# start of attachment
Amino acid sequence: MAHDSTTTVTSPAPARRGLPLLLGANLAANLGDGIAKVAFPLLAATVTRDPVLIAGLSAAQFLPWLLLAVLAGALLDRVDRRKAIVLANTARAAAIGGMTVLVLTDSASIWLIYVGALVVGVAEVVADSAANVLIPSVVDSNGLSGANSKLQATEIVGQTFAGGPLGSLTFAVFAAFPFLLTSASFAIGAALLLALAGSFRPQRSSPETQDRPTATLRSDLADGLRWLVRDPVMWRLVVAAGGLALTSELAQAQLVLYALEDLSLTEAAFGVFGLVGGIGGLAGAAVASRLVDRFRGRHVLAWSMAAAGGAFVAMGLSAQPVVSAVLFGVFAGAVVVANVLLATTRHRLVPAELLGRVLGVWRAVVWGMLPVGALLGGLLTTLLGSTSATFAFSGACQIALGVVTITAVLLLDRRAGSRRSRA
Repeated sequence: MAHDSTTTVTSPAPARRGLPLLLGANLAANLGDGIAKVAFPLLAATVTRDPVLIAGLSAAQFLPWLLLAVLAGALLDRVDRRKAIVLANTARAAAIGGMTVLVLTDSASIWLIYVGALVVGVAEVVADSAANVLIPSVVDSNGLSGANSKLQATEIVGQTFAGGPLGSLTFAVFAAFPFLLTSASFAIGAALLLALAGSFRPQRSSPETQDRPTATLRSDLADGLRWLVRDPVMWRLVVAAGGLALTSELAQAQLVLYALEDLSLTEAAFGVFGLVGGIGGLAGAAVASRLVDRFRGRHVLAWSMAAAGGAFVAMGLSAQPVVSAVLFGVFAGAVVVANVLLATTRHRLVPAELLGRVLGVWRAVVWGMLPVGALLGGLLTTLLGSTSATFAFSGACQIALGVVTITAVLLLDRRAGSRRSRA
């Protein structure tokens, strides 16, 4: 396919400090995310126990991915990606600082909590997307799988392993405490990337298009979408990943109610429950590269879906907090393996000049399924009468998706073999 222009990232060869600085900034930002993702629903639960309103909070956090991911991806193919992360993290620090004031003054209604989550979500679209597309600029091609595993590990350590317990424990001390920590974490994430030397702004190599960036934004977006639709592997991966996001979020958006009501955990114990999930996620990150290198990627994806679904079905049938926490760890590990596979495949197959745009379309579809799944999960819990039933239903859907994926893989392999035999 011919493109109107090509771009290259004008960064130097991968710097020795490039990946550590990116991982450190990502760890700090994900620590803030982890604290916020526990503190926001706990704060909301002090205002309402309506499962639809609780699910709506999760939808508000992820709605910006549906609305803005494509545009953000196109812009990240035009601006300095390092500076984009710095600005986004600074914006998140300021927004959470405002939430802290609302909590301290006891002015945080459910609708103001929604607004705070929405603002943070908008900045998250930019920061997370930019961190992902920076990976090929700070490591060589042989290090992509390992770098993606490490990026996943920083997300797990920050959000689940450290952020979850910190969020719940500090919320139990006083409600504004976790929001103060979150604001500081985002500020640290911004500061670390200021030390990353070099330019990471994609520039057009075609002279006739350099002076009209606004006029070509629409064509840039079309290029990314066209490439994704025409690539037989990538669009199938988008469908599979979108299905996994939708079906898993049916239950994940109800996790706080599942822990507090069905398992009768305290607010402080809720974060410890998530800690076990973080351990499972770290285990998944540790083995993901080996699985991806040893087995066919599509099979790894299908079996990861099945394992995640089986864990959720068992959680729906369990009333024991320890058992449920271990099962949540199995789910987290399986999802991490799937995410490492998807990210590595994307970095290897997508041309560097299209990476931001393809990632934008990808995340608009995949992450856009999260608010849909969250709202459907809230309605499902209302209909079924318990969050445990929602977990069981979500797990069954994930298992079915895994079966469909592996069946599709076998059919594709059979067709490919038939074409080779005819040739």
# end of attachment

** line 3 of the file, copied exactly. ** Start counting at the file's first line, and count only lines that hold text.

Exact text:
């Protein structure tokens, strides 16, 4: 396919400090995310126990991915990606600082909590997307799988392993405490990337298009979408990943109610429950590269879906907090393996000049399924009468998706073999 222009990232060869600085900034930002993702629903639960309103909070956090991911991806193919992360993290620090004031003054209604989550979500679209597309600029091609595993590990350590317990424990001390920590974490994430030397702004190599960036934004977006639709592997991966996001979020958006009501955990114990999930996620990150290198990627994806679904079905049938926490760890590990596979495949197959745009379309579809799944999960819990039933239903859907994926893989392999035999 011919493109109107090509771009290259004008960064130097991968710097020795490039990946550590990116991982450190990502760890700090994900620590803030982890604290916020526990503190926001706990704060909301002090205002309402309506499962639809609780699910709506999760939808508000992820709605910006549906609305803005494509545009953000196109812009990240035009601006300095390092500076984009710095600005986004600074914006998140300021927004959470405002939430802290609302909590301290006891002015945080459910609708103001929604607004705070929405603002943070908008900045998250930019920061997370930019961190992902920076990976090929700070490591060589042989290090992509390992770098993606490490990026996943920083997300797990920050959000689940450290952020979850910190969020719940500090919320139990006083409600504004976790929001103060979150604001500081985002500020640290911004500061670390200021030390990353070099330019990471994609520039057009075609002279006739350099002076009209606004006029070509629409064509840039079309290029990314066209490439994704025409690539037989990538669009199938988008469908599979979108299905996994939708079906898993049916239950994940109800996790706080599942822990507090069905398992009768305290607010402080809720974060410890998530800690076990973080351990499972770290285990998944540790083995993901080996699985991806040893087995066919599509099979790894299908079996990861099945394992995640089986864990959720068992959680729906369990009333024991320890058992449920271990099962949540199995789910987290399986999802991490799937995410490492998807990210590595994307970095290897997508041309560097299209990476931001393809990632934008990808995340608009995949992450856009999260608010849909969250709202459907809230309605499902209302209909079924318990969050445990929602977990069981979500797990069954994930298992079915895994079966469909592996069946599709076998059919594709059979067709490919038939074409080779005819040739």